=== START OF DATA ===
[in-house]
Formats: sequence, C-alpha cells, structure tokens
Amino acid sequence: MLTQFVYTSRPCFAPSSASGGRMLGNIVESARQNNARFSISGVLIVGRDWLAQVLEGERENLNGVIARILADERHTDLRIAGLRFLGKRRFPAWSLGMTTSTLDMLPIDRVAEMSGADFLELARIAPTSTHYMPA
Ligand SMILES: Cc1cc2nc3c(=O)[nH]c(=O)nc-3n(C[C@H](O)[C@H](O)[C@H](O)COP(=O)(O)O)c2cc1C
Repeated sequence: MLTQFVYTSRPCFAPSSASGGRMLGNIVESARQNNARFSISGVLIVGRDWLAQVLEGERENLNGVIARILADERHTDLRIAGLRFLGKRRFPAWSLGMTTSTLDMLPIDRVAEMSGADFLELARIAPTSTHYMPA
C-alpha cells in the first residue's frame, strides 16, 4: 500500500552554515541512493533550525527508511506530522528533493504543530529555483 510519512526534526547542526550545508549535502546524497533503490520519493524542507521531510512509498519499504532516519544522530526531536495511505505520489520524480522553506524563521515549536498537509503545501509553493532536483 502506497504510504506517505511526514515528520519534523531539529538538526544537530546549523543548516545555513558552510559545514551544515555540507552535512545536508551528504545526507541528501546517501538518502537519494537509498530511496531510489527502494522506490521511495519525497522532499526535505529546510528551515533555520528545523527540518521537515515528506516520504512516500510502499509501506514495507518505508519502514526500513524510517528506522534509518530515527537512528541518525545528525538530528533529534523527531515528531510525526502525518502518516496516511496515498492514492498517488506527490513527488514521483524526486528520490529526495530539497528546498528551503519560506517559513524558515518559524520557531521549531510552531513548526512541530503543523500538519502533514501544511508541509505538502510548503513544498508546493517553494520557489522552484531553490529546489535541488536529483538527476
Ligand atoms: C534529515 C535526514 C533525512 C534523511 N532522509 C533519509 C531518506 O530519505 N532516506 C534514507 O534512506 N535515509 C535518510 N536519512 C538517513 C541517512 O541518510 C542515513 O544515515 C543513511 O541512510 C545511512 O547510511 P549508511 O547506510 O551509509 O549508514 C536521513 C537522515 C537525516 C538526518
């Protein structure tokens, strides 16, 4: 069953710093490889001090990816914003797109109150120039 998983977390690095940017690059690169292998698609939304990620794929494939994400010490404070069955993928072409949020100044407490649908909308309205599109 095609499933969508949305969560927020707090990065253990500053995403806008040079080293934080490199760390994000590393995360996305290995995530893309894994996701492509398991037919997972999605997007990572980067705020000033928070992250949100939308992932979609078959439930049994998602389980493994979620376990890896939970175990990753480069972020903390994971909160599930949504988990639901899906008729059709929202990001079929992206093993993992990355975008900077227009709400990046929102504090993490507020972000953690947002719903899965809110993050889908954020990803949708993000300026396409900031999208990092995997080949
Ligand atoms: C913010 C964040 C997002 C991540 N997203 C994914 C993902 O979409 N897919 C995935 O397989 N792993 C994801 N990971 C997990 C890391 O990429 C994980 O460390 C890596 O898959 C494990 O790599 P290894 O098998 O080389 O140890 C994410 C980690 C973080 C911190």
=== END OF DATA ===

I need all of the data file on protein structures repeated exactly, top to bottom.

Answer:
[in-house]
Formats: sequence, C-alpha cells, structure tokens
Amino acid sequence: MLTQFVYTSRPCFAPSSASGGRMLGNIVESARQNNARFSISGVLIVGRDWLAQVLEGERENLNGVIARILADERHTDLRIAGLRFLGKRRFPAWSLGMTTSTLDMLPIDRVAEMSGADFLELARIAPTSTHYMPA
Ligand SMILES: Cc1cc2nc3c(=O)[nH]c(=O)nc-3n(C[C@H](O)[C@H](O)[C@H](O)COP(=O)(O)O)c2cc1C
Repeated sequence: MLTQFVYTSRPCFAPSSASGGRMLGNIVESARQNNARFSISGVLIVGRDWLAQVLEGERENLNGVIARILADERHTDLRIAGLRFLGKRRFPAWSLGMTTSTLDMLPIDRVAEMSGADFLELARIAPTSTHYMPA
C-alpha cells in the first residue's frame, strides 16, 4: 500500500552554515541512493533550525527508511506530522528533493504543530529555483 510519512526534526547542526550545508549535502546524497533503490520519493524542507521531510512509498519499504532516519544522530526531536495511505505520489520524480522553506524563521515549536498537509503545501509553493532536483 502506497504510504506517505511526514515528520519534523531539529538538526544537530546549523543548516545555513558552510559545514551544515555540507552535512545536508551528504545526507541528501546517501538518502537519494537509498530511496531510489527502494522506490521511495519525497522532499526535505529546510528551515533555520528545523527540518521537515515528506516520504512516500510502499509501506514495507518505508519502514526500513524510517528506522534509518530515527537512528541518525545528525538530528533529534523527531515528531510525526502525518502518516496516511496515498492514492498517488506527490513527488514521483524526486528520490529526495530539497528546498528551503519560506517559513524558515518559524520557531521549531510552531513548526512541530503543523500538519502533514501544511508541509505538502510548503513544498508546493517553494520557489522552484531553490529546489535541488536529483538527476
Ligand atoms: C534529515 C535526514 C533525512 C534523511 N532522509 C533519509 C531518506 O530519505 N532516506 C534514507 O534512506 N535515509 C535518510 N536519512 C538517513 C541517512 O541518510 C542515513 O544515515 C543513511 O541512510 C545511512 O547510511 P549508511 O547506510 O551509509 O549508514 C536521513 C537522515 C537525516 C538526518
């Protein structure tokens, strides 16, 4: 069953710093490889001090990816914003797109109150120039 998983977390690095940017690059690169292998698609939304990620794929494939994400010490404070069955993928072409949020100044407490649908909308309205599109 095609499933969508949305969560927020707090990065253990500053995403806008040079080293934080490199760390994000590393995360996305290995995530893309894994996701492509398991037919997972999605997007990572980067705020000033928070992250949100939308992932979609078959439930049994998602389980493994979620376990890896939970175990990753480069972020903390994971909160599930949504988990639901899906008729059709929202990001079929992206093993993992990355975008900077227009709400990046929102504090993490507020972000953690947002719903899965809110993050889908954020990803949708993000300026396409900031999208990092995997080949
Ligand atoms: C913010 C964040 C997002 C991540 N997203 C994914 C993902 O979409 N897919 C995935 O397989 N792993 C994801 N990971 C997990 C890391 O990429 C994980 O460390 C890596 O898959 C494990 O790599 P290894 O098998 O080389 O140890 C994410 C980690 C973080 C911190």